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LETTER | Covid-19: Goodbye, Zoo Negara Malaysia ...

LETTER | Zoo Negara Malaysia’s plight, and their need for financial assistance from the public, was highlighted by major newspapers in Malaysia last week, and concerned social media users have also utilised those platforms to help spread awareness regarding the urgency of the matter, and made requests for donations in the hopes of helping the zoo. 

The imposing of the movement control order (MCO), which took effect on March 18, has affected Zoo Negara as the lack of donations and ticket sales have forced it to use its emergency funds to cover operating costs and it now has around only three months left to survive financially before the accounts run dry.

Many people in this country will have fun family memories of going to the Zoo Negara when they were kids, remembering going to a zoo and remembering having fun with the family at the zoo. They may have been in awe of the magnificent species they saw at the zoo or they may have been inspired by the diversity of wildlife they saw there too. Some people trace their love of animals or wildlife to their visits to Zoo Negara as well.

Of course, it is not ideal to keep animals away from their natural habitat, but human activity has caused problems that threaten wild animal populations. This involves the spraying of pesticide, the deforestation and cutting down of forests and the hunting of rare and endangered animals for their meat, skin and other parts. 

Such human activities are affecting the efforts to conserve the endangered animals. Under human influence, more species have become threatened in the 21st century than any other time.

For the past 57 years, Zoo Negara has been working towards being one of the world's premier zoological parks and aquaria. Today, Zoo Negara serves an important purpose beyond entertainment and is vital to the future of the animal world.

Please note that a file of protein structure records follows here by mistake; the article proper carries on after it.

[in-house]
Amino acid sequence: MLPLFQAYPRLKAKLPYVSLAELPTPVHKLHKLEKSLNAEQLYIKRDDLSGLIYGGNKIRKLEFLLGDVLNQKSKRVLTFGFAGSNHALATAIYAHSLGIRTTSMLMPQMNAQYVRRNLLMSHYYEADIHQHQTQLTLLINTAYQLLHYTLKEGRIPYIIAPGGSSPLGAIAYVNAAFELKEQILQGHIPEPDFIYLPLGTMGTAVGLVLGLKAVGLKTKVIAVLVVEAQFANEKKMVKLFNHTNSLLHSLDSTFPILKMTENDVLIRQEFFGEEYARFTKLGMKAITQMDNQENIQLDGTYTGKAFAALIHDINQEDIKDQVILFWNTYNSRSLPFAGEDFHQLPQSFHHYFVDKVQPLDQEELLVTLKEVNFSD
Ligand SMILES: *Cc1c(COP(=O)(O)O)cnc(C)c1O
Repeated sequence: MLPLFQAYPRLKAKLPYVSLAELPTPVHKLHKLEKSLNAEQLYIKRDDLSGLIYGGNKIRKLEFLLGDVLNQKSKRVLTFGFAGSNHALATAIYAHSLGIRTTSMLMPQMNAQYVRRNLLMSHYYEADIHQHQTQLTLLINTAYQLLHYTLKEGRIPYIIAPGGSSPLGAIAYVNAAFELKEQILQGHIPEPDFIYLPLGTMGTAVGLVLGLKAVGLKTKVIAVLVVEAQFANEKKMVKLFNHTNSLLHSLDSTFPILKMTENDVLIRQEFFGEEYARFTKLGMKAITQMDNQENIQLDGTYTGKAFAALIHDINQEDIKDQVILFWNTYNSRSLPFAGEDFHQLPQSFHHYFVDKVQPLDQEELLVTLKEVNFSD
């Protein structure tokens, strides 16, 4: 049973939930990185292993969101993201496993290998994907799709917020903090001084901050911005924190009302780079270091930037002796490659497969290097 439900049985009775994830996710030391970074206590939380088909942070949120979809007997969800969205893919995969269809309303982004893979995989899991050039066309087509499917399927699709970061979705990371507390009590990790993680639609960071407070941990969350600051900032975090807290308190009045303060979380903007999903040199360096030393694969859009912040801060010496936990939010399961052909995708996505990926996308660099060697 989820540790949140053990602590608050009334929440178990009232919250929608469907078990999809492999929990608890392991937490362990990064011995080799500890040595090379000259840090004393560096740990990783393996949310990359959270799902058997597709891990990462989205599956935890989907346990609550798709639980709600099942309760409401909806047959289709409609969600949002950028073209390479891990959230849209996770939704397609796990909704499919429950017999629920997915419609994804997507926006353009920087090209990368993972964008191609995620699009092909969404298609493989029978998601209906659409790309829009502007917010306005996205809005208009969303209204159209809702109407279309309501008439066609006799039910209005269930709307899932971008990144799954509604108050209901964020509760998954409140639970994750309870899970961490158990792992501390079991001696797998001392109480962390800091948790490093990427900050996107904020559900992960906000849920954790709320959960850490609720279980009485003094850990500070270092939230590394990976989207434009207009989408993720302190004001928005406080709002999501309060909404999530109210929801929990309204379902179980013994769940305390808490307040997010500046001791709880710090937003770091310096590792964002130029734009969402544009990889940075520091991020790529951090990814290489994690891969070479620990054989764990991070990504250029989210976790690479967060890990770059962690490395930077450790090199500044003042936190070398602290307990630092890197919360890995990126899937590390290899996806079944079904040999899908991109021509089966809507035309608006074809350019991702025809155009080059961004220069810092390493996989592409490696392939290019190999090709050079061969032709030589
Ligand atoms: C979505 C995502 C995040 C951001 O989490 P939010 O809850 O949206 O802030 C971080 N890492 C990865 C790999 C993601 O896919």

Some 85 percent of the animals in Zoo Negara were endangered species, and 15 percent are heading to be extinct. Zoo Negara cares for animals whose habitats are in danger and who don’t have a chance without us, and keep them until they can be reintegrated back into the wild once their habitat is stabilised. 

Zoos are the assurance in case something goes wrong in the wild. This is one reason why many accredited zoos around the world maintain frozen banks of valuable genetic materials to ensure that we have future generations of wild species.

In 1987, there were only about ten Milky Storks at Zoo Negara, but the population reached 224 birds in 2009. The zoo has given the birds the best conditions for breeding – food and a nesting place away from prying eyes. And with the support of Perhilitan and the Malaysia Nature Society (MNS), these animals were released back into the wild at the Kuala Selangor Nature Park. 

Apart from the Milky Stork, there are other species which are also under the zoo's conservation programmes. We know that if these conservation programmes are not done, future generations may not be able to see the species we are seeing today. With zoos and their conservation programmes, there is hope.

Think about what you remember about Zoo Negara? It is most likely the giraffes, zebras, lions and giant pandas - species from Africa or East Asia. But who is worrying about the Malaysian species e.g. Milky Storks, the Malayan Tiger, the Borneo elephants, the Borneo Orang Utan, the Black Shrew, the Malayan Tapir, the Sumatran Rhinoceros and the Sundra Pangolin? 

It’s our priority to worry about Malaysian species as it is unlikely that any other country will take their time and money make this programme succeed. Zoos may not be the perfect solutions, but watching species disappear is not the right answer either.

Zoo Negara offers an opportunity for the public to adopt various kinds of animals and help out with their annual food, enrichment and veterinary care. These animals include Samba the lion, Flash the leopard, cute little penguins and many more. 

The funds from your donation help the zoo in providing good meals for the animals and healthcare for the various creatures there. If you have a chance to support an entire species from extinction would you turn your back and walk away?

The views expressed here are those of the author/contributor and do not necessarily represent the views of Malaysiakini.

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